I checked the pedalboard’s operations one last time. This, now, will be Pedalboard 4. Like Pedalboard 3, it’s temporary and mutable – able to adapt to the requirements of a particular sound project. Pedalboards 1 and 2 are, in contrast, fixed for the foreseeable future:

Pedalboard 1 (2013): Distortion

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Pedalboard 2 (2014): Modulation

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Pedalboard 3 (2014)

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It’s incumbent upon the sound artist to have knowledge of and authority over not only the aesthetic, theory, conceptualization, and craft of their practice but also the technology. As far as possible, one must learn to be one’s own technician.

The main task of the day was to draw up a plan for a more structured self-education in music theory and practice. In principle, it needs to be realistic, challenging, varied, comprehensive, and fulfilling for head, hands, and heart (together). Ideally, it should also be, in part, something which I can carry around in the mind throughout the day:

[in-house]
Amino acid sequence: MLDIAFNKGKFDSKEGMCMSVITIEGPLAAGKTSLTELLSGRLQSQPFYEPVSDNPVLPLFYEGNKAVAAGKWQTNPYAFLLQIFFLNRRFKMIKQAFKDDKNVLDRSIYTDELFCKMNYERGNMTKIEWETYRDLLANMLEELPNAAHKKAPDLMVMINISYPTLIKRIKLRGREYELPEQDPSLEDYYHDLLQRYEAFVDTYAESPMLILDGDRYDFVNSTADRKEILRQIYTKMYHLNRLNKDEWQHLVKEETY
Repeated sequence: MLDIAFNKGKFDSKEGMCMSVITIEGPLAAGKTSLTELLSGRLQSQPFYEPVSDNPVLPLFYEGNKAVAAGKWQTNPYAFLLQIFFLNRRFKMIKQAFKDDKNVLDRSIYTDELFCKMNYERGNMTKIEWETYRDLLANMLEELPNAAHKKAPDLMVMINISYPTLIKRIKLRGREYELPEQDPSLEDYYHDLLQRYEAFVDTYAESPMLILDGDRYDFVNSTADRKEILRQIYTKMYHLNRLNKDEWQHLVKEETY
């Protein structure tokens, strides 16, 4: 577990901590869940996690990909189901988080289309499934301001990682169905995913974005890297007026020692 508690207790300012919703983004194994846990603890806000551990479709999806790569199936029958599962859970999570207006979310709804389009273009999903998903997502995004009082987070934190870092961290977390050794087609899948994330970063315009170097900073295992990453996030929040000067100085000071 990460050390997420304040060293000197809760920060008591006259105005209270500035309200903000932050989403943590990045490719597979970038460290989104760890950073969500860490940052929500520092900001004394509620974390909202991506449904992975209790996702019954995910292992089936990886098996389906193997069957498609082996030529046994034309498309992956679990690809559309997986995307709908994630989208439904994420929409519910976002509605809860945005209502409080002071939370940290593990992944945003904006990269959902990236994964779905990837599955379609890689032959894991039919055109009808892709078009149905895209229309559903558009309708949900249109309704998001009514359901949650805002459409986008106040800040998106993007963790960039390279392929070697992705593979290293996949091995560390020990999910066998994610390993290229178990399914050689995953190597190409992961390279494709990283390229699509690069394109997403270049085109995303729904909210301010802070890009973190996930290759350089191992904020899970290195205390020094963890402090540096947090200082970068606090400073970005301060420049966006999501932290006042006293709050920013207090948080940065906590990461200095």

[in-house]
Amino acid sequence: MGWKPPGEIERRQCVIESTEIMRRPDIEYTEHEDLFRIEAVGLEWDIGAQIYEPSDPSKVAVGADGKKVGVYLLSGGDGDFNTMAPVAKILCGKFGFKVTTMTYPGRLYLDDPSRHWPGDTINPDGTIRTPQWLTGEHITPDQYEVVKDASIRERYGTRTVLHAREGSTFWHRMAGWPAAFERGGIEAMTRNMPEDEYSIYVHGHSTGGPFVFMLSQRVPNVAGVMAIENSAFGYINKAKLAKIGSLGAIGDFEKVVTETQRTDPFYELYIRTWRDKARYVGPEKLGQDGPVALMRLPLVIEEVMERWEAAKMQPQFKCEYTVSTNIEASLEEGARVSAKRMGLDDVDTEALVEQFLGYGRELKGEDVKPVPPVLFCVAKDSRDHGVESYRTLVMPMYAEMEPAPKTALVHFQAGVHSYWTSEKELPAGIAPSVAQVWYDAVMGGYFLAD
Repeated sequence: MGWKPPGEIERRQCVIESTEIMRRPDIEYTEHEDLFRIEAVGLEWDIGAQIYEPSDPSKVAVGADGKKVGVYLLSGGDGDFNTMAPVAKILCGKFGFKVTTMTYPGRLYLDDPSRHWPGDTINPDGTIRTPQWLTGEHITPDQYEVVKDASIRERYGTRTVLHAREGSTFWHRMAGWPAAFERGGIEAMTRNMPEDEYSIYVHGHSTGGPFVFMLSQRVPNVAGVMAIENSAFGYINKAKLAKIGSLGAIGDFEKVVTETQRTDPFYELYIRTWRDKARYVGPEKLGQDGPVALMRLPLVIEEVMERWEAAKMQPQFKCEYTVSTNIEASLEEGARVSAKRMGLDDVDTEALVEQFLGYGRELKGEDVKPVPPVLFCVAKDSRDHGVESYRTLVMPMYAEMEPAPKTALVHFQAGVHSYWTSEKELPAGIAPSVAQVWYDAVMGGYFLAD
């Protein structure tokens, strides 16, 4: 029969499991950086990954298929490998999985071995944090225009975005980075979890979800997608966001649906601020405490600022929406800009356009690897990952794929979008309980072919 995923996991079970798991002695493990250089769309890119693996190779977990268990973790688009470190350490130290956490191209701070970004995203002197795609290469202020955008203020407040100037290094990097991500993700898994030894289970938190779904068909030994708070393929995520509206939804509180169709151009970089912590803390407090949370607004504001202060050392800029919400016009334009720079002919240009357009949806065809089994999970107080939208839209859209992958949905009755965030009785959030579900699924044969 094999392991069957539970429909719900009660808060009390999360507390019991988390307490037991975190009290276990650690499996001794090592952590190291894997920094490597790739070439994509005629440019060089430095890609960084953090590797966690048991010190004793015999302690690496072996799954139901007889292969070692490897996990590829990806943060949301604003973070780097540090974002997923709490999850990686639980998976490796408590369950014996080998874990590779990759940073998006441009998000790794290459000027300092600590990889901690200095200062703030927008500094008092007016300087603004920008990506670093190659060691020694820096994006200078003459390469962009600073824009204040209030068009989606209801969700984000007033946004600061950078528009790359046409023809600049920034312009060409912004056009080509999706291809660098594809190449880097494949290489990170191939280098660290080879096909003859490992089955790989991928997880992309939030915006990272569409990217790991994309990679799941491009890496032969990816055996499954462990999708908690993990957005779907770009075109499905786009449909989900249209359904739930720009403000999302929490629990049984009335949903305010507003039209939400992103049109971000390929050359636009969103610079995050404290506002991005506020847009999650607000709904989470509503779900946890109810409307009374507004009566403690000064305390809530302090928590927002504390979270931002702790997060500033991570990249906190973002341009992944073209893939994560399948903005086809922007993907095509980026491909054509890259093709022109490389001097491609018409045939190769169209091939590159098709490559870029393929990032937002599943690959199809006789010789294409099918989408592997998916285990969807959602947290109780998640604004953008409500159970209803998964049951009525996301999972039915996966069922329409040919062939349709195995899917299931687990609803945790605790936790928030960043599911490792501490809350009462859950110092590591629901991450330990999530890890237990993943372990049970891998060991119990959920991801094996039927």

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By the end of the afternoon, I had in place an intelligent and progressive regime for practising that can be incorporated into the background of my professional life. I also committed myself to the following sensible and enabling maxims:

  • Remember: the practise is the practice
  • Avoid mindless repetition and unfocussed noodling
  • Attend first to what you cannot do
  • Cultivate attentive listening
  • Study on a daily basis
  • Test yourself
  • Discern underlying principles
  • Practice and theory are like your hands on the guitar; they must operate together, always
  • Be aware of your posture
  • Be suspicious of your strengths
  • Know your ignorance
  • Love the task.

In the evening, I returned to the sound sample of the Japanese high-school orchestra that my younger son had procured for me, finalised the mix down, and composed the cover and artwork notes in readiness for tomorrow’s launch:

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August 7, 2014

Whatever your hand finds to do, do it with all your might, for in the realm of the dead, where you are going, there is neither working nor planning nor knowledge nor wisdom (Ecclesiastes 9.10). Cognizance of the ultimate deadline sharpens concentration and spurs endeavour.

I continue to work through the agenda of tasks outlined in my studio notebook: